In this book, Brendan Dooley examines Italian scientific communications in early modern history. He demonstrates that Italian science between the age of Galileo and the age of Galvani and Volta underwent two revolutions. While the methodological innovations of the time have received copious attention, Dooley is concerned with the revolution in published communicatons, which has hardly been studied at all. What his innovative research shows, in sum, is that the accomplishments of Galvani and Volta were not based upon a cultural void, but rather a century and a half of fervid activity aiming to consolidate the accomplishments of Galileo, reinforce scientific institutions, establish observation and experiment as the dominant methodology, and improve science's public relations. This process challenged traditional institutional hierarchies of specialized knowledge and had far-reaching, interdisciplinary implications for the development of universities, the profession of university science researcher, the academies, and even state government.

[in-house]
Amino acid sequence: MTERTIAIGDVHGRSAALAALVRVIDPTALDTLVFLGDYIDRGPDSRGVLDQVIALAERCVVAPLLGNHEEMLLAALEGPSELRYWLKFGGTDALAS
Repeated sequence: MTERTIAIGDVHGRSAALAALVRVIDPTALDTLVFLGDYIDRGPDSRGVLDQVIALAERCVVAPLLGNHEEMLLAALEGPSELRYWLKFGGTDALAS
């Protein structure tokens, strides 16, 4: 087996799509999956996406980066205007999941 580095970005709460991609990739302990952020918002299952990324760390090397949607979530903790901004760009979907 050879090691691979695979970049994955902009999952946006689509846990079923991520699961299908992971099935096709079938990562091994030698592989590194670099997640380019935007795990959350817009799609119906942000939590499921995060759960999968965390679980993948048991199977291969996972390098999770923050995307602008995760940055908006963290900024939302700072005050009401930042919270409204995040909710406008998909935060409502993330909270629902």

Brendan Dooley is Associate Professor of History and Social Studies at Harvard University. He is the author of Italy in the Baroque: Selected Readings(1995), and Science, Politics, and Society in Eighteenth-Century Italy(1991).
Chapter 1 Introduction Chapter 2 The Crime of Galileo Chapter 3 The Business of the Occult Chapter 4 Printing Natural Knowledge Chapter 5 Nature and the Universities Chapter 6 Teaching and Learning Chapter 7 Saving the Jesuit's Skin Chapter 8 Science and the Public Sphere Chapter 9 Epilogue